DRAFT: This module has unpublished changes.

One of the prompts in our handout was "How do you define 'civic engagement' and what significance does it have for the religious or spiritual community you grew up with or that you identify with today?

 

For me, civic engagement has included involvement in volunteering from a very young age. In the small Texas Panhandle farming community I grew up in, there was a family, the Joneses, that had a boy who had been born with birth defects. His name was Stanley and he could not walk or sit upright. The family received guidance from a doctor that creating a crawl-like movement for Stanley could help him develop the ability to eventually walk. It took five people, twice a day to do these patterns of movement with him.

 

The Jones family belonged to the Kress Methodist Church, where we were also members. Many from the church signed up for duty with Stanley. I remember going out to their place in the country with mother and others from the church. Because I was too short to work one of his limbs, I held his head, which had to turn left, then right, depending on the side that was being moved. I eventually graduated to one of his arms, which was tricky, because he was supposed to open his hand and move the open fingers along the table. His entire body was drawn up into a fetal postion and his hands stayed in fists. I remember the struggle of trying to do it right, and stay in the rhythm with the person moving his leg at the same time. The support offered for this family went on for years. I don't think Stanley ever walked, but I can imagine the benefit to the community in caring for him in a team effort. This was one of my first experiences with civic engagement.

DRAFT: This module has unpublished changes.

"When I was a child, it was clear to me that life was not worth living if we did not know love. I wish I could testify that I came to this awareness because of the love I felt in my life. But it was love's absence that let me know how much love mattered." ~ bell hooks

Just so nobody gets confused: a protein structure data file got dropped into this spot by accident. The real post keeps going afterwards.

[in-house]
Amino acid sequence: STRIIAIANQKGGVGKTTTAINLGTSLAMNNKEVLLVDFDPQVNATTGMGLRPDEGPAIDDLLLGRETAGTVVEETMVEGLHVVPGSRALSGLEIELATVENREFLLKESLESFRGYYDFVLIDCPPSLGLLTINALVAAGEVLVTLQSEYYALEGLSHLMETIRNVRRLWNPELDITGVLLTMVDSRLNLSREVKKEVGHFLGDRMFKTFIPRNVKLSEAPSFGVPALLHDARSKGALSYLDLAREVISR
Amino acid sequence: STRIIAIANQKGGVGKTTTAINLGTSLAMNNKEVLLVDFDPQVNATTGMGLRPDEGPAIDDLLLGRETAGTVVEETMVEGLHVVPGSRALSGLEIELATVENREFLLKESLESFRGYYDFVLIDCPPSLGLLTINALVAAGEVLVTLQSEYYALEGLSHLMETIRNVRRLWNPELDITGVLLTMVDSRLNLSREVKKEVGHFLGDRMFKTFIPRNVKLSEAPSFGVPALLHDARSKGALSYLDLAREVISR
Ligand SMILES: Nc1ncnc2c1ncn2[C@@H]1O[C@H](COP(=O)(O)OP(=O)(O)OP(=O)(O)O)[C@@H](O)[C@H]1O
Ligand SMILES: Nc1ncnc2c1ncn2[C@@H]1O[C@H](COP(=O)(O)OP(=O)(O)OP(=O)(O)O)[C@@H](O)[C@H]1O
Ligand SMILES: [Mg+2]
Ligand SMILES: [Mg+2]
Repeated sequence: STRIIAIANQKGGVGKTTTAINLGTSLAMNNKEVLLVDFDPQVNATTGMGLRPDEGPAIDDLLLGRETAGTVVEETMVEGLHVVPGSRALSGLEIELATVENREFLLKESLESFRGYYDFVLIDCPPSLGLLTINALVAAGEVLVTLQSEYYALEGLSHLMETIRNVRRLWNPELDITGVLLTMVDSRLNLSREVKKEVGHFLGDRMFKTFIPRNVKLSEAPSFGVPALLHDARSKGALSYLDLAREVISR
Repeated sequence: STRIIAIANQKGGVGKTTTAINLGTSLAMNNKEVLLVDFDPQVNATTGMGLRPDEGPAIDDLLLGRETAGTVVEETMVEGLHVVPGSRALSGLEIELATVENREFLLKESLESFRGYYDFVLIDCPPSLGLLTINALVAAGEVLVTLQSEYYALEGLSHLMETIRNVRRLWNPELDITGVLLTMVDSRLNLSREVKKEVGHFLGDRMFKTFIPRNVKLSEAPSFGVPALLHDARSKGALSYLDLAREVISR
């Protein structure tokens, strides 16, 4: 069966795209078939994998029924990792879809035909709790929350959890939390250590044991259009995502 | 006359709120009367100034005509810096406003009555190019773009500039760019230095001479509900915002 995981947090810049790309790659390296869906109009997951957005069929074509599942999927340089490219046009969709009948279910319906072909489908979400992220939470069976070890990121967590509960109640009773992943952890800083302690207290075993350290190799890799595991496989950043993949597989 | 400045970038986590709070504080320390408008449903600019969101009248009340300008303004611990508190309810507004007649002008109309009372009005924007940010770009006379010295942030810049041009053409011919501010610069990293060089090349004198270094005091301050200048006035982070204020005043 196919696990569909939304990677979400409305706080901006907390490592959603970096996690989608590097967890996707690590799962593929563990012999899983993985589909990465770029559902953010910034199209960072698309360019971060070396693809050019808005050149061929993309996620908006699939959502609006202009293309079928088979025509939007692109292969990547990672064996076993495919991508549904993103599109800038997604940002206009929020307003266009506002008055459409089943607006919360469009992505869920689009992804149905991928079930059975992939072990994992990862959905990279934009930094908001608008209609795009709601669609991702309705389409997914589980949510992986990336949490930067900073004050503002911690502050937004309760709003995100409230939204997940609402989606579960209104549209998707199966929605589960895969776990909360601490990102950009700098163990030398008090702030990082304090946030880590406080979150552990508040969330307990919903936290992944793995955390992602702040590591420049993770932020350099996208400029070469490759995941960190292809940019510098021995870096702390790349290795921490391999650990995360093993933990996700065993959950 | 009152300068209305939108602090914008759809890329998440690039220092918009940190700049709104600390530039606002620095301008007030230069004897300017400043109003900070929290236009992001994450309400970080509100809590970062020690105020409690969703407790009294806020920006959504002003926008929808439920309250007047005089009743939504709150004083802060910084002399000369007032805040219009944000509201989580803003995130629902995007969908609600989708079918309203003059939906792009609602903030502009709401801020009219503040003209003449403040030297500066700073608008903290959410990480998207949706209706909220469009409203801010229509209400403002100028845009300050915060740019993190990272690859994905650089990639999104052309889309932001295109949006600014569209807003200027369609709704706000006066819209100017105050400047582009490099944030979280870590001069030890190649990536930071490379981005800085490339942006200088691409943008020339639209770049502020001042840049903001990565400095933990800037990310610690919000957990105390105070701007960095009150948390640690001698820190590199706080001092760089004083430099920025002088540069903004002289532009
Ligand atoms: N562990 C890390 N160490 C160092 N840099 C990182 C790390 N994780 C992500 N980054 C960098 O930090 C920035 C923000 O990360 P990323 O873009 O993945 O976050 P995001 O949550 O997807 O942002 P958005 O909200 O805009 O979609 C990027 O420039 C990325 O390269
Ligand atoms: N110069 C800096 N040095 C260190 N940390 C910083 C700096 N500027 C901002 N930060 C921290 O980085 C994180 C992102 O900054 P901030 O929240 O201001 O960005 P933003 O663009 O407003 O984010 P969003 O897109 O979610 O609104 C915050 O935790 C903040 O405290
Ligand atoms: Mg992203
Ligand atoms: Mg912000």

I liked it that most people chose to speak about bell hooks instead of Karen Armstrong during introductions in our class of January 22st. I mostly got over my aversion to poetry, thanks to a class last semester, when I discovered the freedom in writing poetically. bell hooks and Thich Nhat Hanh seem an unlikely combination to me, but in reading the interview I learned that they are both Lovers, in the true sense of the word.

 

And in listening to the introductions of everyone, it turns out we have a whole class full of Lovers.

 

 

DRAFT: This module has unpublished changes.

What is Pluralism? ~ —Diana L. Eck

 

The plurality of religious traditions and cultures has come to characterize every part of the world today. But what is pluralism? Here are four points to begin our thinking:

 

  • First, pluralism is not diversity alone, but the energetic engagement with diversity. Diversity can and has meant the creation of religious ghettoes with little traffic between or among them. Today, religious diversity is a given, but pluralism is not a given; it is an achievement. Mere diversity without real encounter and relationship will yield increasing tensions in our societies.
  • Second, pluralism is not just tolerance, but the active seeking of understanding across lines of difference. Tolerance is a necessary public virtue, but it does not require Christians and Muslims, Hindus, Jews, and ardent secularists to know anything about one another. Tolerance is too thin a foundation for a world of religious difference and proximity. It does nothing to remove our ignorance of one another, and leaves in place the stereotype, the half-truth, the fears that underlie old patterns of division and violence. In the world in which we live today, our ignorance of one another will be increasingly costly.
  • Third, pluralism is not relativism, but the encounter of commitments. The new paradigm of pluralism does not require us to leave our identities and our commitments behind, for pluralism is the encounter of commitments. It means holding our deepest differences, even our religious differences, not in isolation, but in relationship to one another.
  • Fourth, pluralism is based on dialogue. The language of pluralism is that of dialogue and encounter, give and take, criticism and self-criticism. Dialogue means both speaking and listening, and that process reveals both common understandings and real differences. Dialogue does not mean everyone at the “table” will agree with one another. Pluralism involves the commitment to being at the table -- with one’s commitments.
DRAFT: This module has unpublished changes.